Labour will push ahead with Brexit, says McDonnell

Shadow chancellor John McDonnell

Shadow chancellor John McDonnell has today dismissed calls for a People's Vote and vowed that a Labour government would press ahead with Brexit.

McDonnell used an interview on the eve of Labour's annual conference in Liverpool to defy demands among party members for a referendum pledge, restating his preference for a general election to put Jeremy Corbyn into Downing Street.

He told the Guardian: "We would be in the same situation there [in the event of an election], where we would be saying: we're accepting that original vote; this is the sort of deal that we want.

"I really think people want this sorted. That means negotiating a deal that will meet people's objectives.

"So you don't get hung up on the semantics; you do the deal that will protect their jobs, and address some of the concerns that they had during the referendum."

A People's Vote will be discussed in Liverpool after more than 100 constituency Labour parties and unions called for it to be put on the agenda. But the Labour leadership under Corbyn have repeatedly dismissed the idea, promising instead something called a "Jobs-First Brexit".

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McDonnell said: "The debate around the next manifesto will go on, but I really worry about another referendum.

'I'm desperately trying to avoid any rise of xenophobia that happened last time around; I'm desperately trying to avoid giving any opportunity to Ukip or the far right. I think there's the real risk of that.

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"We're not ruling out a People's Vote, but there's a real risk, and I think people need to take that into account when we're arguing for one."

McDonnell's words echoed those of Corbyn, who told BBC Scotland on Thursday, when he was asked whether Brexit should go ahead: 'The referendum made that decision.'

Delegates arriving in Liverpool tomorrow ahead of Labour's annual conference will be greeted at Lime Street station by a three-metre-tall installation commissioned by anti-Brexit campaign group Best for Britain.

The 3D installation will feature a giant crack in the ground with Best for Britain's red button motif emerging from it, in the form of an interactive red stop button.

The group have also commissioned 500 chalk pavement prints along the route to the ACC, where the conference is being held.

Meanwhile foreign secretary Jeremy Hunt has urged EU leaders to "step back from the abyss" of a no-deal Brexit and engage with Theresa May's Chequers plan.

Following the angry clashes at the Salzburg summit, Hunt said it was "counterproductive" to "insult" Britain's referendum vote and to say the only way the UK could legally leave was by "breaking up your country".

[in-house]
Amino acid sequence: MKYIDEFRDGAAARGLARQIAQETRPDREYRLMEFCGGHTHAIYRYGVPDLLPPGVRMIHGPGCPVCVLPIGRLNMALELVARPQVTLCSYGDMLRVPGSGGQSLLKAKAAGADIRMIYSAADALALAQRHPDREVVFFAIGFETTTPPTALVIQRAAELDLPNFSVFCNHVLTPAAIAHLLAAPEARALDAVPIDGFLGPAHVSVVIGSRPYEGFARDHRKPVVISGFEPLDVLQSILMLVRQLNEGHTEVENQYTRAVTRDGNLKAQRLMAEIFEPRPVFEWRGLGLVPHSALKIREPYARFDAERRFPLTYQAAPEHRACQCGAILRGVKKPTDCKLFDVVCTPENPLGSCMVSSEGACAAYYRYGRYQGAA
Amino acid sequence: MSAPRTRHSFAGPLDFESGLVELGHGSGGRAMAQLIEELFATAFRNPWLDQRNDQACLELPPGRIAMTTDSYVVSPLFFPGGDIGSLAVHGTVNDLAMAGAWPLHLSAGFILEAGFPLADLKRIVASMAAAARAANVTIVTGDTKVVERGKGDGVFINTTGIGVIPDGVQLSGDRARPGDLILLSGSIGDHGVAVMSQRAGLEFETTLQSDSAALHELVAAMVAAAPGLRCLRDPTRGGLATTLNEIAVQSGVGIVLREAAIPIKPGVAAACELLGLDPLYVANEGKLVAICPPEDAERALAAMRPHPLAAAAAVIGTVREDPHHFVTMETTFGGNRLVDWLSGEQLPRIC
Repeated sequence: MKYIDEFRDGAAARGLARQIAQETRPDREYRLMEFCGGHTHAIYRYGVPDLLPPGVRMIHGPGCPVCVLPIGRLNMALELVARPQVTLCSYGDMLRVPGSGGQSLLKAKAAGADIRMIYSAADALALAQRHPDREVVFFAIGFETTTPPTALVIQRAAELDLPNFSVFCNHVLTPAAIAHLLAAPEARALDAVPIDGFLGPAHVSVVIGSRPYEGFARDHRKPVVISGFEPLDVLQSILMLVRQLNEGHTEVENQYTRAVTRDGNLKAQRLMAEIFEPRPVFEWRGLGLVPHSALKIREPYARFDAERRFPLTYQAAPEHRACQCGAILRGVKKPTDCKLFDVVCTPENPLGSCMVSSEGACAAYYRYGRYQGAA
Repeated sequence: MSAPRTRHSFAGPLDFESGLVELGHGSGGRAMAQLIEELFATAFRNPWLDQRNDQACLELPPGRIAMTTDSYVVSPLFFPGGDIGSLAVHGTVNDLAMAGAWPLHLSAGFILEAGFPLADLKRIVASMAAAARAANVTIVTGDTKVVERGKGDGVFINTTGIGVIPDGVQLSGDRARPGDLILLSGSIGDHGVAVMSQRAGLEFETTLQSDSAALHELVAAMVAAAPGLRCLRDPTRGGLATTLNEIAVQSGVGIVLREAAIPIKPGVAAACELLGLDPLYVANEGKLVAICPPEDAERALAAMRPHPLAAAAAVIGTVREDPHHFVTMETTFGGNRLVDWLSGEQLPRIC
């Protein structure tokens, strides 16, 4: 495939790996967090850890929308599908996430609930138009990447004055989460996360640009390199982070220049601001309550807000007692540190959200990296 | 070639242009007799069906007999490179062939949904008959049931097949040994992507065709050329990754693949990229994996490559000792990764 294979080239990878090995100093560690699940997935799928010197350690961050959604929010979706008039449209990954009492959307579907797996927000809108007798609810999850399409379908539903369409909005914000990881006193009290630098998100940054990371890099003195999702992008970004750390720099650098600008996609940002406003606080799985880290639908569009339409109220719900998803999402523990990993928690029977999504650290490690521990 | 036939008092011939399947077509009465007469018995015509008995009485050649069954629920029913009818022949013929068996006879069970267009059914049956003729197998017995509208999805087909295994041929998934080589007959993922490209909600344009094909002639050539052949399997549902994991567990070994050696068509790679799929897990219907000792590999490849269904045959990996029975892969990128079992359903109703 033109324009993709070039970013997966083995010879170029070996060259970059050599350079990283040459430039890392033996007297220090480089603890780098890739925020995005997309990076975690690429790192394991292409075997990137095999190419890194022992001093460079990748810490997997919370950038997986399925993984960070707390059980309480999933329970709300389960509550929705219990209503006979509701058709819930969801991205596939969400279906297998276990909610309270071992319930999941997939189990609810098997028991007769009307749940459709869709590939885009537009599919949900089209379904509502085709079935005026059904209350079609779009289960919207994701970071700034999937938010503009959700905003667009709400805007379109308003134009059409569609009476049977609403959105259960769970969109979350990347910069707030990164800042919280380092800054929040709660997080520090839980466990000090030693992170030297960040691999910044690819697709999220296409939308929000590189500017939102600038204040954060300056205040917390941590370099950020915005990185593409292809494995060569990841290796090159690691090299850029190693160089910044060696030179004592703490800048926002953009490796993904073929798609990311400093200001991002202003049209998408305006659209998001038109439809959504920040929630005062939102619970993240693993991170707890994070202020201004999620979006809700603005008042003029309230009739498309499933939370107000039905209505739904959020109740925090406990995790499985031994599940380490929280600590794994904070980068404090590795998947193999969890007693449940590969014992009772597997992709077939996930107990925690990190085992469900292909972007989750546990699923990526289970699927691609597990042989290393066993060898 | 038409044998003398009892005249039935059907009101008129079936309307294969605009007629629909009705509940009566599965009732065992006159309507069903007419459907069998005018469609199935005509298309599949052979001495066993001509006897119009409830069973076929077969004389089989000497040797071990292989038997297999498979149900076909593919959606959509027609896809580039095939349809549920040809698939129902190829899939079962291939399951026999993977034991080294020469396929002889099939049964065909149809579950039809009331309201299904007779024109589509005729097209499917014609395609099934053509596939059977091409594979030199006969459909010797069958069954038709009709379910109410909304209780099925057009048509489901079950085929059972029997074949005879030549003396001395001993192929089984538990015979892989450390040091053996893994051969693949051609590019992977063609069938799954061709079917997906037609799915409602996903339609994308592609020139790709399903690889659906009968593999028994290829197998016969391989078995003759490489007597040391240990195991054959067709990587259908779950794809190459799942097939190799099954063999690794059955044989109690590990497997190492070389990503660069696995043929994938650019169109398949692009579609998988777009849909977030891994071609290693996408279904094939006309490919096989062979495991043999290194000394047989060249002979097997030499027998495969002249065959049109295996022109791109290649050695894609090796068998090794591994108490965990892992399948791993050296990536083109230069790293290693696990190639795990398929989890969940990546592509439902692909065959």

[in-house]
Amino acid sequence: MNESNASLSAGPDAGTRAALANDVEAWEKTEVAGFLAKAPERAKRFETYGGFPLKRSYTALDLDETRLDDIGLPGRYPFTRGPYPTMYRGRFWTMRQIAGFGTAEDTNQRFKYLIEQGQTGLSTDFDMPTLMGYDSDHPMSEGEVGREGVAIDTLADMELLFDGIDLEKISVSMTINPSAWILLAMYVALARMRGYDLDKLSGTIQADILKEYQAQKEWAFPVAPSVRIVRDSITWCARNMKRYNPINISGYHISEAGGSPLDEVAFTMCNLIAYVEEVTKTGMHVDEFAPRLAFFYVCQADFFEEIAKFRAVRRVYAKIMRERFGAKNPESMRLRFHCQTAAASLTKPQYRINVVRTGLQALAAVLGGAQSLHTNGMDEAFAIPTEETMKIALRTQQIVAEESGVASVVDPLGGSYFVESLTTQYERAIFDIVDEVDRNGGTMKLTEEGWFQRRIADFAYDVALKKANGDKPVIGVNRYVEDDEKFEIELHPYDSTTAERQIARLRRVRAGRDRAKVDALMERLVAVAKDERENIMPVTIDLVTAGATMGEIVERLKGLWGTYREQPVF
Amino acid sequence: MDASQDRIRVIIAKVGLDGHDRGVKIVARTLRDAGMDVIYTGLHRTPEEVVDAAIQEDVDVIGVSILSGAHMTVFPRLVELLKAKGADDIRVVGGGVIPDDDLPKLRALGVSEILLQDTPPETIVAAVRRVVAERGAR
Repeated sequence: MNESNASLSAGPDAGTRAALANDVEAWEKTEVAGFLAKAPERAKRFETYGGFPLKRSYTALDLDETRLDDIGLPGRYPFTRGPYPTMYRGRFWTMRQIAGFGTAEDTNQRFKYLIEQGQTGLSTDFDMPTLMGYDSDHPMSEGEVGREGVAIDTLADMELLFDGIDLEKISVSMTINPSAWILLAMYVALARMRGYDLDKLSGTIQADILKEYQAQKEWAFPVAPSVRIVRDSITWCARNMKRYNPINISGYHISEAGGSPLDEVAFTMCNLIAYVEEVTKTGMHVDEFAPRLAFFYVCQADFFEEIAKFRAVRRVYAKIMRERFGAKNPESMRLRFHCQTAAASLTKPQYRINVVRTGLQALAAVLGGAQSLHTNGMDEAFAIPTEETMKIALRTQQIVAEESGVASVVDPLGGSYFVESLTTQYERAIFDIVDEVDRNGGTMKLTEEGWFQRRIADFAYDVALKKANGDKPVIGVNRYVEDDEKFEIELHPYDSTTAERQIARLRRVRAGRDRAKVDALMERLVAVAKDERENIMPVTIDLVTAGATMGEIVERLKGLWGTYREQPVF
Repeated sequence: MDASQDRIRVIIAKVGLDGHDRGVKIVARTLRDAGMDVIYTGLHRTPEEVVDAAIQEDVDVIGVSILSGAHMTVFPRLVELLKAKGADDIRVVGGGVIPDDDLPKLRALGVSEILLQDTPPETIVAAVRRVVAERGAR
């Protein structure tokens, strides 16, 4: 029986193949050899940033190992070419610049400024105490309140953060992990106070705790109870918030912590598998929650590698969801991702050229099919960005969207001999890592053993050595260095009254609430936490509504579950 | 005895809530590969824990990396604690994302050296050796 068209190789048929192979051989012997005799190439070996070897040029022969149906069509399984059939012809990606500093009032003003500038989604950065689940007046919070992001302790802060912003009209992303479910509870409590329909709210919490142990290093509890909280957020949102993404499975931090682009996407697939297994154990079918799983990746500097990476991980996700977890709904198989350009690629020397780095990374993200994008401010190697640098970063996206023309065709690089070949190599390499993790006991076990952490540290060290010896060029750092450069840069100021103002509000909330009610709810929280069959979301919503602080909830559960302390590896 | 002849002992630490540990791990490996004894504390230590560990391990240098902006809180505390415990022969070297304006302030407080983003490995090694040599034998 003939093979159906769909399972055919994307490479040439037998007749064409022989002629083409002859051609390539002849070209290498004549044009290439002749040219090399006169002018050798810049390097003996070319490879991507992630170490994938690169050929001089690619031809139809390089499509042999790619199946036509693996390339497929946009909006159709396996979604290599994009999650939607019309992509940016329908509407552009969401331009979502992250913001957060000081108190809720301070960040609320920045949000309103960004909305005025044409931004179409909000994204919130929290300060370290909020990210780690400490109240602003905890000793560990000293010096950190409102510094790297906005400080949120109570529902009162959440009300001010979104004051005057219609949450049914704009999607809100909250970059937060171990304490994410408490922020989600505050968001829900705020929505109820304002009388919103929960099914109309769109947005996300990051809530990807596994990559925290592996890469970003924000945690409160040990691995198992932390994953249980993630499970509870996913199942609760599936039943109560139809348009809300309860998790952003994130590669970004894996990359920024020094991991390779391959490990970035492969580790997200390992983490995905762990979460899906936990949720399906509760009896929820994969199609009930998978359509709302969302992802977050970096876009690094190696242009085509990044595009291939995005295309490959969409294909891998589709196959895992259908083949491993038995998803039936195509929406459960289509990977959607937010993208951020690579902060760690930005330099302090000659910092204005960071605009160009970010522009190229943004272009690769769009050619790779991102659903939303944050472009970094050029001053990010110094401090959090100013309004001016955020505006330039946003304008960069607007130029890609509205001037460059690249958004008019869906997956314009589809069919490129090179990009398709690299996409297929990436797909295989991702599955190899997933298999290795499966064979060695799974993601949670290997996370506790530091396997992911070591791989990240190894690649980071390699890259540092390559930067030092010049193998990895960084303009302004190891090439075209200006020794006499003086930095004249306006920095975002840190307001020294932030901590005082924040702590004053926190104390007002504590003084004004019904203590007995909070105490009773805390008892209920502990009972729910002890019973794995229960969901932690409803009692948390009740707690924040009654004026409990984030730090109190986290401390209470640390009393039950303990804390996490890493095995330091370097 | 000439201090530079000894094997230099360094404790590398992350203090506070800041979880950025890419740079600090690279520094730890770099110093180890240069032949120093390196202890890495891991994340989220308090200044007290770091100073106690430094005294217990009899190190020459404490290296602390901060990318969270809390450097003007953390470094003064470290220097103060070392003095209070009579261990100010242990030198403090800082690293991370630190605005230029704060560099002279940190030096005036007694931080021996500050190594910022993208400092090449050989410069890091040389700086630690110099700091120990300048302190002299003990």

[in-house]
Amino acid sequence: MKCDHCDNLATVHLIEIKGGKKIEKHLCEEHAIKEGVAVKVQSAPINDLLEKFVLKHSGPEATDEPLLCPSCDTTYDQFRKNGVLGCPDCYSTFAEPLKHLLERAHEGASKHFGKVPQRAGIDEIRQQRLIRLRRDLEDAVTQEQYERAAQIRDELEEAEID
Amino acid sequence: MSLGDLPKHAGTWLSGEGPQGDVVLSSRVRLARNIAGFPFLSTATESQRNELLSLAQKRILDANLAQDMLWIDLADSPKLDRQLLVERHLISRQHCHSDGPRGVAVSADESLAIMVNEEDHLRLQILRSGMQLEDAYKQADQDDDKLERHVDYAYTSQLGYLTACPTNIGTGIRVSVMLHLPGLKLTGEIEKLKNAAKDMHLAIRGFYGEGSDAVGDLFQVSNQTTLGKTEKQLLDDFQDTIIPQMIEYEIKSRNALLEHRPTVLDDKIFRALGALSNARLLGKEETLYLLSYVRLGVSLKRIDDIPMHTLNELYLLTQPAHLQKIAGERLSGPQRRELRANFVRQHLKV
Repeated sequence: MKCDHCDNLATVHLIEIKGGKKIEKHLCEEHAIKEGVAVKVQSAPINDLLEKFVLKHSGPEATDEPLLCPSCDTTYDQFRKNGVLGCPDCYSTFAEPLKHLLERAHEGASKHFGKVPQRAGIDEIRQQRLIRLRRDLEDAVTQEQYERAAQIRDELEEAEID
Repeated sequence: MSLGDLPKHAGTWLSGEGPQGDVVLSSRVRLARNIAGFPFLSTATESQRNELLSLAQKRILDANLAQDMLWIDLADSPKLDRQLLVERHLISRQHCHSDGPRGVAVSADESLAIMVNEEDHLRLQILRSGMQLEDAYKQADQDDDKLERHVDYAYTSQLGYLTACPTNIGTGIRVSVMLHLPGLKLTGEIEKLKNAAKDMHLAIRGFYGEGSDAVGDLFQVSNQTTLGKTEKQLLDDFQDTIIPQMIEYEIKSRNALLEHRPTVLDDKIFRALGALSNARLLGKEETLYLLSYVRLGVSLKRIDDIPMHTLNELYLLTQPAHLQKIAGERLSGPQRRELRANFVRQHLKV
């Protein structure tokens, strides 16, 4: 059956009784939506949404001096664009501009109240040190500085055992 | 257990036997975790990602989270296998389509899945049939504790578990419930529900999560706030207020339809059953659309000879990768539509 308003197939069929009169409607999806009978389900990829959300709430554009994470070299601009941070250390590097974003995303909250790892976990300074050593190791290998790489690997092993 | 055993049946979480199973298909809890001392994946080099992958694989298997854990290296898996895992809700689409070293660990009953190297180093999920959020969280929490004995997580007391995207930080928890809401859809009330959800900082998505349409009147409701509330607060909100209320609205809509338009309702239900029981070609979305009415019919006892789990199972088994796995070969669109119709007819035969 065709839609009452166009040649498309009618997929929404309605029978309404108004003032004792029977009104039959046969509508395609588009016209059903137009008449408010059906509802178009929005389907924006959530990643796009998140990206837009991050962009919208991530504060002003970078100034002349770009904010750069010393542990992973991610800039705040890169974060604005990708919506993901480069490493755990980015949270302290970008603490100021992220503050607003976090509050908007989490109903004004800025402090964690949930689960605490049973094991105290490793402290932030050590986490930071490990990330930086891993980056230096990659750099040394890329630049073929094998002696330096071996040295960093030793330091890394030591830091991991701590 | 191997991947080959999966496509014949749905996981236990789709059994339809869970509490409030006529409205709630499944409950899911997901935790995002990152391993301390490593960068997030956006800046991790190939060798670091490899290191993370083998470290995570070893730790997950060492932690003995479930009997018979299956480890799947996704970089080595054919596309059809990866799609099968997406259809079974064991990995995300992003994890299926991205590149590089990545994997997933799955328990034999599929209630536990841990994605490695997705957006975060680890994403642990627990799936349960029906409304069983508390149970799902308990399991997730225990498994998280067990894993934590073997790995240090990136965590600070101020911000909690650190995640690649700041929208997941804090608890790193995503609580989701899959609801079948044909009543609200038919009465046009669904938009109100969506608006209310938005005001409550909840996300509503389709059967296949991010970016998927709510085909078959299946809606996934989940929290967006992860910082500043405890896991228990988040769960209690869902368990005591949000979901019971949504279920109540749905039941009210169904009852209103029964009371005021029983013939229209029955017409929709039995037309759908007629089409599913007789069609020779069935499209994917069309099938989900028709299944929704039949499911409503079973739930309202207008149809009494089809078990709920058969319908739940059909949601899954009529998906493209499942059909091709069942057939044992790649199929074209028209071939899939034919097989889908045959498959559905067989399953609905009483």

"What we need to be doing in a situation like this is bringing people together," he told the BBC Radio 4 Today programme.

"This is a time for people in the EU to step back from the abyss, to sit down and to talk to us about how we can make these sensible, concrete proposals actually work."

After EU leaders meeting in Austria on Thursday warned a key element of the Chequers plan would not work, Hunt called them to engage with Britain in a "spirit of politeness and decency" to find an agreed solution.

But he did not rule out the prospect that the government could now seek a simple, Canada-style free trade agreement - favoured by Brexiteer Tory MPs - rather than continuing with the more ambitious Chequers proposals.

"I am not dismissing anything," he said, adding however that a Canada-style agreement would not address the issue of the Irish border.

Hunt made clear the government's anger at the way he claimed May had been treated in Salzburg, with European Council President Donald Tusk posting a mocking tweet with a picture of him offering May a cake with the caption "Sorry, no cherries" - a reference to EU accusations of British "cherry picking" - while French President Emmanuel Macron called Brexit campaigners "liars".

He underlined the prime minister's warning in a televised address on Friday that she was ready to walk away from the negotiations rather than accept a "bad deal".

"What Theresa May is saying is 'Don't mistake British politeness for weakness. If you put us in a difficult corner we will stand our ground. That is the kind of country we are,"' Hunt said.

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